I bought an old Speed Graphic press camera to photograph the dust jacket for the book I did on the Eads Bridge at St. Louis. I took it out onto Watson Road in St. Louis, where I photographed old motels and gas stations. In the process I learned the rhythm of operating a view camera: open the lens, focus, close the lens, measure the light, set the aperture, set the shudder speed, set the shutter, load the film holder into the camera, pull its slide, release the shutter, and return the slide to its holder. It's addictive.
When I realized that Watson was once Route 66, I knew I had a great idea for a book, two actually.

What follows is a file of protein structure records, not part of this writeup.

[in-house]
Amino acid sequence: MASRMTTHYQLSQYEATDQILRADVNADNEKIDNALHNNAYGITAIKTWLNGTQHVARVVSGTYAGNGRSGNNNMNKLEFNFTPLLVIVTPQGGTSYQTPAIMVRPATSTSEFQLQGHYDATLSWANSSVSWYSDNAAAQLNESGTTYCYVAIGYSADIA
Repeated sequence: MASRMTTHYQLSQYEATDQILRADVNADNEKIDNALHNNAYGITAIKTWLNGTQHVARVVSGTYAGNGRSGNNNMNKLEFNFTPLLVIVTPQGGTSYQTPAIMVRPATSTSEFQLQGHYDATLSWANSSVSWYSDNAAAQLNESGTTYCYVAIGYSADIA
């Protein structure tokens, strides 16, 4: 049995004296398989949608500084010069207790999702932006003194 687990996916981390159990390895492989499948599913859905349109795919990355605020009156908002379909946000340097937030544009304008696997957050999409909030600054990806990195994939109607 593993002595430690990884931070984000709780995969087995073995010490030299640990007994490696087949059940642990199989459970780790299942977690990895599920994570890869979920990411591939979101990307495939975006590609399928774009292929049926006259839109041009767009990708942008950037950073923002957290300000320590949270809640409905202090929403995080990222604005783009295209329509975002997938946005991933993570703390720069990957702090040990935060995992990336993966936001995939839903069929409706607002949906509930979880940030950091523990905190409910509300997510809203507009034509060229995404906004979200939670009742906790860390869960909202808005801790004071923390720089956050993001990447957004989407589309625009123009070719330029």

I set out to do a book on the architecture along the old highway and it ended up as a history of the people who invented American roadside tourism. It was the first book to be published on Route 66. But the itch to write the architectural book didn't go away and I still had a zillion black and white negatives. I scratched that itch a dozen years later. On my last trip I decided to switch to color and made photographs of some of my favorite places.